The Supreme Court’s work in Concepcion v. US, No. 20-1650 (S. Ct. June 27, 2022) (available here), is an important sentencing precedent that is sure to be overshadowed by this Term’s higher profile cases. But I have been pleased to see a couple new notable commentaries on Concepcion. Here are links and excerpts from two pieces worth reading in full:
From CNN by Van Jones and Nisha Anand, “A rare Supreme Court ruling this term where conservative and liberals joined forces“
The Supreme Court’s ruling in Concepcion could mean reduced sentences for thousands of people. It also means that the Court just made it easier to reward those who take steps to better themselves. And allowing judges to take new information into account will help ensure that rehabilitation becomes the main point of our criminal justice system.
Helping people transform their lives reduces crime. It keeps us all much safer than simply locking people behind bars with no hope for the future. If members of a deeply divided Supreme Court can recognize this, then surely the rest of us can as well.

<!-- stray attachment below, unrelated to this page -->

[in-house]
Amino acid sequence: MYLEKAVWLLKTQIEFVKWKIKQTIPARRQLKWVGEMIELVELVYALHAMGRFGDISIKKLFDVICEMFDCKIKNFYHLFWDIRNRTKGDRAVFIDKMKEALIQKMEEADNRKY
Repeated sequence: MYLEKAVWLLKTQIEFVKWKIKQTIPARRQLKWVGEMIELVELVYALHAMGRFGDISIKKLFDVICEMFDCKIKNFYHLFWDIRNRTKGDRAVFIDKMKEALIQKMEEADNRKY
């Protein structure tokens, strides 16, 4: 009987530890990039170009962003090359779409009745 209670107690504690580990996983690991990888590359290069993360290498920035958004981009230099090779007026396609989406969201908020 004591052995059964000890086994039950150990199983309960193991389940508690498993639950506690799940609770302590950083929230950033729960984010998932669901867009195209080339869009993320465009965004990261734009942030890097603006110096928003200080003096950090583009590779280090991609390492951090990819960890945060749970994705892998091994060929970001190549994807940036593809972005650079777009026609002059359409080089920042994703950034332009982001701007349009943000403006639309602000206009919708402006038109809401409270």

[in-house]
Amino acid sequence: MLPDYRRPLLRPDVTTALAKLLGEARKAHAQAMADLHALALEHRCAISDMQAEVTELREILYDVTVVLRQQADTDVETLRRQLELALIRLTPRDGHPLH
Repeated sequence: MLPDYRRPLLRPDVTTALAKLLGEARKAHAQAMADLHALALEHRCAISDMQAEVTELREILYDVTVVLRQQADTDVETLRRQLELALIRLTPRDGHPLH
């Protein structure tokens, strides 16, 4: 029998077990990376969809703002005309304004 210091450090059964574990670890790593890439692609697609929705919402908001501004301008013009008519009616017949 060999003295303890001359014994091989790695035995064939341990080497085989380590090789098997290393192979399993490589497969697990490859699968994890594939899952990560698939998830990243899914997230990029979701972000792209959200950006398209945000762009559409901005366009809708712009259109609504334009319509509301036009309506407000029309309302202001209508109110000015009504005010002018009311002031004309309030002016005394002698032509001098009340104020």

From Law360 by Mark Osler, “Justices’ Resentencing Ruling Boosts Judicial Discretion“
Is Concepcion good for criminal defendants? Well, it doubtlessly will be good for some of them — those who are in front of judges who are inclined to reduce a sentence based on rehabilitation or new law. However, if they are in front of a judge who cares mostly about the original facts and finality, the ruling probably won’t be good for those defendants.
That dynamic will not only create disparities based on judge, but will enhance existing disparities. After all, the judge who was likely to give a longer sentence at the front end is also most likely to deny a break down the road, while the judge who gave a lighter sentence at the initial hearing is probably more amenable to reducing a sentence at the second-chance hearing….
In the broadest strokes, Concepcion weighed in favor of more recognition of human dignity in the criminal justice system by allowing a fuller view of a defendant. While this decision, in isolation, may bring mixed results, that trend is a good one.
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